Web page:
Daredevil #22 Review – The Die isCast!

First let me start with the obvious statement…if you aren’t reading this book, you should be.

First let me start with the obvious statement…if you aren’t reading this book, you should be.  Since taking over the series (on the heels of epic runs by Brian Michael Bendis and Ed Brubaker) following the abysmal disaster that was “Shadowland”, Mark Waid has quickly crafted what is arguably the best pure superhero book on the stands.  Waid has done a phenomenal job of returning the character to his silver age roots in the spirit of Stan Lee and Gene Colan while fully acknowledging the darker tones of Miller, Bendis and Brubaker.  At his core Daredevil is a swashbuckler and Waid brings that to the forefront of nearly every issue.  This isn’t exactly a great jumping on point, but this is the kind of book that makes it worth both your money and time to start at the beginning of the run.

So, how does this issue stack up?  It’s a solid if unspectacular entry in a stellar series.

By way of a quick recap, events in the previous issues have led those closest to Matt Murdock – specifically Foggy Nelson and D.A. Kirsten McDuffie – to question his sanity and be more than a little concerned that one of the folks swinging around NYC in tights is losing his mind.  In the hopes of peacefully bringing Daredevil/Matt into custody, Kirsten McDuffie enlisted the services of Spiderman at the end of last issue.  The obvious problem – and much to the dismay of our intrepid D.A – this Spiderman is decidedly more Superior than Amazing.  Thankfully, Waid approaches the problem head on and Matt immediately recognizes the odd speech patterns and lack of whimsical banter emanating from our now-not-quite-so-friendly neighborhood wallcrawler.  Most notably with one of the books funniest interactions revolving around the decidedly silver age-y villainous quip “The Die is Cast!”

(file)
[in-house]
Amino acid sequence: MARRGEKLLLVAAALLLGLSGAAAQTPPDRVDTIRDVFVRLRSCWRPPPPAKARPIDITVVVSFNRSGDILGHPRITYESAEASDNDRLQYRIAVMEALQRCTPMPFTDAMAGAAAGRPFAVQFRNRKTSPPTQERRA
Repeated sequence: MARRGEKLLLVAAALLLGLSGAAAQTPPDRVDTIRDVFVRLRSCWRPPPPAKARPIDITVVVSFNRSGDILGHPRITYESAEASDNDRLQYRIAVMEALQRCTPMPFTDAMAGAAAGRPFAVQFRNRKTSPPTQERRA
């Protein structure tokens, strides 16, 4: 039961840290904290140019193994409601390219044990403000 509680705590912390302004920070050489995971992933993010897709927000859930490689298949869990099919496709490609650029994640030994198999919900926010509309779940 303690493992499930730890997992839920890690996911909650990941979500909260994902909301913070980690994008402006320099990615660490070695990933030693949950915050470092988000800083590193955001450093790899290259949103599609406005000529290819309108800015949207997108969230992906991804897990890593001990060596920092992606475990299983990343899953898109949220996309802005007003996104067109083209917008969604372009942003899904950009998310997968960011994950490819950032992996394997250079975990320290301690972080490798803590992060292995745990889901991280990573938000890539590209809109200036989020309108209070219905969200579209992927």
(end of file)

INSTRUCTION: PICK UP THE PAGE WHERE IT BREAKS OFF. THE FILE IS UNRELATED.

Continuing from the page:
The issue closes on a excellent conversation/summation of what makes our hero tick, specifically Matt Murdock’s need to keep secrets from those closest to him as a misguided means of personal protection.  Long time readers will know it’s this very trait that has most often been the character’s leading tragic flaw.  In the interests of a hopefully spoiler-free review, I won’t divulge the big reveal in the final panel.  I’ll only say that if handled well, the effects on DD’s world could be monumental and far reaching. I’m more than a little curious what Mr. Waid has up his sleeve with this one.

On a final note, you cannot review the current run of Daredevil without giving a nod to artist Chris Samnee and colorist Javier Rodriguez.  Chris Samnee’s tight lines and clever presentation of Daredevil’s “vision” are amazing as usual and Javier Rodriguez colors really give the series a distinctive feel with some great callbacks to the book’s silver age beginnings.



Keith is a life long gamer, movie buff, occasional harmonica player, and, most importantly, a comics nerd. Like all the best nerds, Keith is a child of the 80's and 90's and an often loud and vocal advocate of the cartoons of that era (seriously, though, they are unquestionably the best cartoons EVER). He currently resides in New York City with his lovely, if often exasperated wife, Rachel and their two cats, Ollie and Juno.

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